Did the recent "pink slime" controversy have you fretting over what might be lurking in your burger? The brouhaha meant an uptick in meat sales at local farmers markets. If sticker shock sent you reeling, we're here to let you in on a little secret: There are bargains to be had in some overlooked meaty goodness, especially if you've got an adventurer's heart. Or make that a beef heart.


Sound Barrier: Can High-Power Ultrasound Protect Produce from Pathogens?
Scientific American, March 2012

Perfectly sanitized dimpled spinach leaves or tender greens like baby lettuce has been high on the wish list of the $3.1-billion bagged salad industry since its inception. A litany of food scares—and rules for organic produce—have pushed the industry to look outside the bag for food safety solutions. One of the most promising? High-power ultrasound.


Culture Club: Fellow Fermenters Are Giving Good Bacteria Its Due
San Diego Union Tribune, January 2012

Crouching down for a peek into the tiny closet, it was clear that Austin Durant is an optimistic kind of guy. The small box of Arm & Hammer baking soda tucked behind several large glass containers of fermenting vegetables was a valiant effort, but the smell of yeast-gone-wild won out. The scent floated through the entrance way and into Durant's living room upstairs.


Specious Species: Fight Against Seafood Fraud Enlists DNA Testing
Scientific American, November 2011

Escolar masquerading as white tuna. Flounder passing for Vietnamese catfish. Pricey baby cod replaced with lesser quality hake instead. Seafood fraud has long vexed the industry, but all this fishy business could soon change. The USDA is rolling out new DNA-sequencing equipment in nine of its major laboratories across the country in a push to squelch deceitful substitutions.


Serving Up The Local Catch
San Diego Union Tribune, October 2011

Despite our proximity to the ocean, getting local seafood onto your plate can be a challenge. Much of the fish landed in our port – like spiny lobster, swordfish or spot prawns – is shipped internationally to countries like China for both processing and sale. Unless you know an avid angler, chances are that lobster dinner you enjoyed came from the rocky coastline of Maine. But a group of local commercial fishermen are exploring ways to get their catch into local markets here at home, and clearing hurdles like limited seafood processing or securing refrigerated transportation. Their mission is one being played out in other cities across the U.S.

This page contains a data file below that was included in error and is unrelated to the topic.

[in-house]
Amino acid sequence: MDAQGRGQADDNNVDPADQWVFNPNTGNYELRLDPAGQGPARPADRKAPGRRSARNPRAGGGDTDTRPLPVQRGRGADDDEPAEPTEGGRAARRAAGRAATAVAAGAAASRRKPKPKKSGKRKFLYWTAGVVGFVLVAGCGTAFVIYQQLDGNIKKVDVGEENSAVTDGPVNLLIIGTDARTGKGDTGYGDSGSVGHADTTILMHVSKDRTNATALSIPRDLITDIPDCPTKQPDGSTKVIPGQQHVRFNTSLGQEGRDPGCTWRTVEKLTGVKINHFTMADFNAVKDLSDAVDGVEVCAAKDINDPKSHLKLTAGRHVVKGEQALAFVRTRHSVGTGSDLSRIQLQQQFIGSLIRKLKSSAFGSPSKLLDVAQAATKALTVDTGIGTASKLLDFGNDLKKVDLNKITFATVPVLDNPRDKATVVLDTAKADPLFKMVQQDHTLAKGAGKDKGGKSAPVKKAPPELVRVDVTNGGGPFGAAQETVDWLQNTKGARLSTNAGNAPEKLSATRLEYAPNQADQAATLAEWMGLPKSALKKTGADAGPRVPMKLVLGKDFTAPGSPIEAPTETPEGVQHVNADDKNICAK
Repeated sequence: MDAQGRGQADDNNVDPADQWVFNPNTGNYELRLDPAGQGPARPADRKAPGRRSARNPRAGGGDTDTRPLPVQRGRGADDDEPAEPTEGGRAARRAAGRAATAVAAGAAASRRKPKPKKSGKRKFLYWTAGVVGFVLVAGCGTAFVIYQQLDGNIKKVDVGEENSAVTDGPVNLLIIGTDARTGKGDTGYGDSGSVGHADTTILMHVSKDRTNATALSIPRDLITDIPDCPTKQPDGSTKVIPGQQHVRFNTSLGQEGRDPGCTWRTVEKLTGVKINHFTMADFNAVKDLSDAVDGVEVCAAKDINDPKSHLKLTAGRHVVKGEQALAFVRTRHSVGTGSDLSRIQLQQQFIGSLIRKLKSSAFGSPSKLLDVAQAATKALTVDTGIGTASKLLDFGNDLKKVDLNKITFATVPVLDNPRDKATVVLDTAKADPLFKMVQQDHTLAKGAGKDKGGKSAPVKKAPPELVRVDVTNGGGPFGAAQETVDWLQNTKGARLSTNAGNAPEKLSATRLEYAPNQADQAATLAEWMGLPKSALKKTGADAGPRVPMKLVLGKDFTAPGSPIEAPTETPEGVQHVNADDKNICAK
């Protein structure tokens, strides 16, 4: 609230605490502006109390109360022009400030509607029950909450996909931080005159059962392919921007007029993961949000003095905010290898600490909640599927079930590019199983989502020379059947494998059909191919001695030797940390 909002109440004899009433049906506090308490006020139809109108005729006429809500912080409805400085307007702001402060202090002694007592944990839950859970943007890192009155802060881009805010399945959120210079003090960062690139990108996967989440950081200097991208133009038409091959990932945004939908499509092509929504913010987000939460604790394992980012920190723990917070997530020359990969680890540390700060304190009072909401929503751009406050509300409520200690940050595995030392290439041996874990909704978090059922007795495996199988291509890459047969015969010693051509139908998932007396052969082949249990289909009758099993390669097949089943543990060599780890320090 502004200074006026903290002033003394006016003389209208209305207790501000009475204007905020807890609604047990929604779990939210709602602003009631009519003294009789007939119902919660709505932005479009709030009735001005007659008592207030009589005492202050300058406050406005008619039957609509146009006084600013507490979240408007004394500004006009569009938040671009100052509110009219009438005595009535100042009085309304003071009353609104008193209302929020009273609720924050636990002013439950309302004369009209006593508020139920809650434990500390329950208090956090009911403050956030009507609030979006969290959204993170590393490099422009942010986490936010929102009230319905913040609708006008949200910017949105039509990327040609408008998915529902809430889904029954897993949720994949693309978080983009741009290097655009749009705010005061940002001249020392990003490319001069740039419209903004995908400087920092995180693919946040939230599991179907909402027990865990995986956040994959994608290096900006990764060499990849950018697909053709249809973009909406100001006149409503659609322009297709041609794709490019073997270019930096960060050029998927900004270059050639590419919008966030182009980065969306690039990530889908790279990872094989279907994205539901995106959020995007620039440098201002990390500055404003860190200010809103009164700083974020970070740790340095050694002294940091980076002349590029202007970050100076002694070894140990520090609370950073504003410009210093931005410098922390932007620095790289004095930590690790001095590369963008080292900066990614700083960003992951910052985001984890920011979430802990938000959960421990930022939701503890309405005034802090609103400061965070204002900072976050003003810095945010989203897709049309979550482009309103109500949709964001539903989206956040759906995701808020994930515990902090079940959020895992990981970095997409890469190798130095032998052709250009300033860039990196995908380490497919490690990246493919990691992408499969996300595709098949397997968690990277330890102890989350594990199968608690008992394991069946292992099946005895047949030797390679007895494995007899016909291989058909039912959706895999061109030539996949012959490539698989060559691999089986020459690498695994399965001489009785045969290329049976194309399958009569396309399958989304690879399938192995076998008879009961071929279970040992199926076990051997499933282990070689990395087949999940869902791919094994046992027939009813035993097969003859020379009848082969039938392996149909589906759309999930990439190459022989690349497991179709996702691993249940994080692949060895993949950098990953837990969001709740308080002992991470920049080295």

Pantry Preparedness: Keep Your Pantry Stocked For An Emergency
Food Network, August 2011

For you East Coasters who just got rattled by that unexpected earthquake and are bracing for what looks to be monster Hurricane Irene, we thought this would be a swell time to remind you of what your pals on the left coast already know: Create a well-stocked emergency pantry for yourself. What does that mean exactly? We looked to the American Red Cross for their best tips on how to make sure your family has enough to eat should a catastrophic event hit close to home.

Best Bars Issue: Rent a Stylish Meeting Space
Entrepreneur, July 2011

This bustling American brasserie tiptoes the perfect line between work and play - high ceilings, inviting red banquettes and coaxing restaurant-length bar manned by some of the most skillful bartenders in the city.

Off Shore Wars: Fishermen & Environmentalists
Go Head-To-Head

San Diego Magazine, June 2011

In Southern California, the task of setting aside marine protected areas (MPAs) became a bitter back-and-forth drama between fishing rights advocates and environmentalists. The Marine Life Protection Act is expected to go into effect later this year. It's being heralded as an important victory by environmentalists, while commercial and recreational fishermen say they're left feeling bruised and somewhat victimized.


What's On Your (GE) Dinner Plate?
EatingWell, March/April 2011